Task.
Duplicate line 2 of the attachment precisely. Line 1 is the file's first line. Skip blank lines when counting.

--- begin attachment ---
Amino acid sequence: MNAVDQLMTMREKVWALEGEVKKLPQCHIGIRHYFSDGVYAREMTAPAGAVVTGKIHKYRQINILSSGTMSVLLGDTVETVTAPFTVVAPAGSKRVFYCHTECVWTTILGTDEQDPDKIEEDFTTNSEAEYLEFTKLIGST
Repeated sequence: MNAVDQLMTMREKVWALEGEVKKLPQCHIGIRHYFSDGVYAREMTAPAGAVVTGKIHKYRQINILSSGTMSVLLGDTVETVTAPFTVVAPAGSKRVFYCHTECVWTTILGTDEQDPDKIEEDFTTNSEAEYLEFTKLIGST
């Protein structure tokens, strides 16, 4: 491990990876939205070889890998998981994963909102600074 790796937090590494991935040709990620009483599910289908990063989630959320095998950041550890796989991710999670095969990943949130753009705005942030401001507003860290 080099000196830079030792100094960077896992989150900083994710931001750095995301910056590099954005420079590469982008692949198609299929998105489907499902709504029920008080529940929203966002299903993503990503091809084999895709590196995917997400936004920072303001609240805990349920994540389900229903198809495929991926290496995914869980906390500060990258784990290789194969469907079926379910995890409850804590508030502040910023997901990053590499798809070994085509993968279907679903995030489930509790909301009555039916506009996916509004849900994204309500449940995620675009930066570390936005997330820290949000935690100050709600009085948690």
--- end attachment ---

Repeated sequence: MNAVDQLMTMREKVWALEGEVKKLPQCHIGIRHYFSDGVYAREMTAPAGAVVTGKIHKYRQINILSSGTMSVLLGDTVETVTAPFTVVAPAGSKRVFYCHTECVWTTILGTDEQDPDKIEEDFTTNSEAEYLEFTKLIGST